Leaving Venezuela and Starting a New Life
Way made the difficult decision to leave Venezuela.
I felt powerless to make a difference if I stayed, and it was frustrating to see that there were no opportunities for growth or advancement in my career back home,” said Way. “I had prepared my whole life to seize opportunities, but there none to be found. That’s why I decided to leave. I wanted to find a safer place to live and work where I could provide for my loved ones and have a chance at a better future.
Way felt it was time to escape the economic and social collapse of her country.
“I love my hometown and my home country,” said Way. “It was heartbreaking to leave behind my life, my land, and my beloved family and friends. I needed to create new opportunities for growth and find ways to support my family back home.”
After moving to the United States, Way wanted to expand her skill set to access more opportunities outside of the volatile oil industry. She taught herself programming and volunteered with small startups in exchange for mentorship and hands-on projects. Eventually, she decided it was time to obtain a formal education and become part of a community of analysts, so she pursued her master’s degree at Georgia Tech.
Juggling Work, Family, and Education
During Way’s time at Tech, she juggled work and family life. Since 2020, Way has been the director of the Houston Food Bank’s data department. She also has had two babies since starting at Tech.
“I learned very early on that being organized and managing my time well was a key to my success, so I took that very seriously,” said Way.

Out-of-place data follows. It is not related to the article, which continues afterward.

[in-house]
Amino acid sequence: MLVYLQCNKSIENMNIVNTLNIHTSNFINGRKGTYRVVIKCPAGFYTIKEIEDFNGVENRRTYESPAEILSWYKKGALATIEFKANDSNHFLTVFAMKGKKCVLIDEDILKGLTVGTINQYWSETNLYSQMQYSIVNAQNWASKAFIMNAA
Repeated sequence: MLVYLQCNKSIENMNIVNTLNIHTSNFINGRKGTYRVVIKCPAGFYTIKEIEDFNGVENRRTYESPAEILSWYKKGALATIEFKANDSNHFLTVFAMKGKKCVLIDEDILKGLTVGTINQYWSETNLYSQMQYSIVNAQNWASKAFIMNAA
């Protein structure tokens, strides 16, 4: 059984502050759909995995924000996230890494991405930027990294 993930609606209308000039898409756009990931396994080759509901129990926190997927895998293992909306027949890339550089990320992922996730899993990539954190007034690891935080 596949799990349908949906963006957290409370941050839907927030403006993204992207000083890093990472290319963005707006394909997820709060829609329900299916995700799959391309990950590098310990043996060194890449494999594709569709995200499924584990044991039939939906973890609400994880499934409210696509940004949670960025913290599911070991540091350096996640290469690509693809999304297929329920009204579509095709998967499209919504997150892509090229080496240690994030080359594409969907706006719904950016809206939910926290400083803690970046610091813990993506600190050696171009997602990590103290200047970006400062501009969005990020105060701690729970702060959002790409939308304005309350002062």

Sometimes, no matter how much you plan, the universe has a plan of its own.
“When my first son was born, he arrived a little earlier than expected and right in the middle of midterms that semester,” said Way. “Two days after he was born, I took the test, but I was in so much pain. All I could focus on was my baby crying for mommy. Unfortunately, I failed it pretty badly. I ended up dropping the class that semester. When I retook it later, I did much better.”
When Way’s second baby came along, she decided this time to take a pause from school during the semester so she wouldn’t put herself or the new baby under unnecessary stress.
“There were some hard times,” said Way. “My husband is such an ally and always gave me confidence and encouragement. The lack of time and headspace to be present as a calm, balanced partner really tested the strength of our marriage. Life is full of learning opportunities, and I’m doing my best to learn from all of them.”
After graduating, Way plans to use her extra time to reflect on all aspects of her life, seek knowledge, help others, and celebrate with loved ones.
“One immigration process, two pregnancies, and one global pandemic made my experience more challenging, but the content, teachers, community, and my commitment to invest in my education made it possible for me to keep trying,” said Way. “I am so proud that I didn’t give up.”